Monday, September 23, 2019 10:15 AM
  • Return "New Car" returns everytime the reference to an empty Car object (instance) which is created on the heap.

    Therefore in your code you create 2 instances of a Car with the calls returnClass(), the second is shown with an empty field "make". 

    Both instances are given to the garbage collector when the method "Sub Main" goes out of scope. (After the last statement).

    Personally I find a class described inside a module very confusing. Probably it is old VB6 style. I will never do that. The only benefit I see is that you can write. Module1.Car, but then Namespaces in .Net do a better job.  


    Success
    Cor




    • Edited by Cor Ligthert Monday, September 23, 2019 12:19 PM
    • Marked as answer by sougata12 Tuesday, September 24, 2019 5:03 AM
    Monday, September 23, 2019 12:13 PM
  • Return "New Car" returns everytime the reference to an empty Car object (instance) which is created on the heap.

    Therefore in your code you create 2 instances of a Car with the calls returnClass(), the second is shown with an empty field "make". 

    Both instances are given to the garbage collector when the method "Sub Main" goes out of scope. (After the last statement).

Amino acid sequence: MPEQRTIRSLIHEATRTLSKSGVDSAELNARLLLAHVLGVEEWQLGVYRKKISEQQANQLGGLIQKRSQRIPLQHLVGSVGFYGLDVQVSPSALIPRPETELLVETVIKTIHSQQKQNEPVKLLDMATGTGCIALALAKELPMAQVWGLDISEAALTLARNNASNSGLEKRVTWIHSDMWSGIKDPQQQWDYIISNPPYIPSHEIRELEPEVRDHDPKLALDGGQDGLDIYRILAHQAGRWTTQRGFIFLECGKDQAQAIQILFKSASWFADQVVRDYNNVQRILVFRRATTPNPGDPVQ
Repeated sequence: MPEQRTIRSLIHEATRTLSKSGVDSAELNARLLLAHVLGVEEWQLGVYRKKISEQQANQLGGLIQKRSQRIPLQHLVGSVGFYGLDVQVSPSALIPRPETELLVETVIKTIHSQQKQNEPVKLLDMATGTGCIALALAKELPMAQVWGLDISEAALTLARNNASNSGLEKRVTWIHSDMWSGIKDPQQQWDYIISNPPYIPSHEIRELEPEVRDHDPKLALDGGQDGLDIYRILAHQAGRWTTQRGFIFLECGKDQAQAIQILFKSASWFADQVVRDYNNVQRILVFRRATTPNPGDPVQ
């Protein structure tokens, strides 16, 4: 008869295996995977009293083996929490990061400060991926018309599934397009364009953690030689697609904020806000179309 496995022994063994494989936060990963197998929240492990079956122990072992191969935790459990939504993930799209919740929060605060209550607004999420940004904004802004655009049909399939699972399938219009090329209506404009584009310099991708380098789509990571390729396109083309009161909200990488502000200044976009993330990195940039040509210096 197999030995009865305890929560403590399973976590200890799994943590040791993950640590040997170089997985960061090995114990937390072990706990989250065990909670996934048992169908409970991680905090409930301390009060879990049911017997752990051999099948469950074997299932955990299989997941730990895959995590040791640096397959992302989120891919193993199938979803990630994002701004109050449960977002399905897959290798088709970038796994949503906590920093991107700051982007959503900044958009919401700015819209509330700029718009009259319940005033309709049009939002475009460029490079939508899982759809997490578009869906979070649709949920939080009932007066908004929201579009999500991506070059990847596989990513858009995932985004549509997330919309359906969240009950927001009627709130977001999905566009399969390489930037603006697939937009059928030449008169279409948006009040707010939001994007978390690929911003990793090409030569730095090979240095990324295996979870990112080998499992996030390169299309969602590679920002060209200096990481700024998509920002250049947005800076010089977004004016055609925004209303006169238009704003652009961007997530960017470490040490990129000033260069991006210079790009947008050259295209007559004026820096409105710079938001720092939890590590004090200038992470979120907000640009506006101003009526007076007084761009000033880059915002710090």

Personally I find a class described inside a module very confusing. Probably it is old VB6 style. I will never do that. The only benefit I see is that you can write. Module1.Car, but then Namespaces in .Net do a better job.  


    Success
    Cor




    Thanks for the answer. But is there a way to test that it sends across a new instance everytime it gets executed

    Sougata Ghosh

    Tuesday, September 24, 2019 6:15 AM
  • Forget thinking about sending.   

    You call twice a method which creates an instance on the heap and returns a reference (pointer to that instance). 

    Because of the way you use it, it is useless at the end of your Sub Main and therefore the Garbage Collector will release both. 


    Success
    Cor

    Tuesday, September 24, 2019 8:29 AM
  • Thanks. I take your advice, I was way too hooked on testing whether it actually sends across new instances. Hence courtsey calls me to mark Karen's answer also as she said the same thing as you. 

    Sougata Ghosh

    Tuesday, September 24, 2019 10:12 AM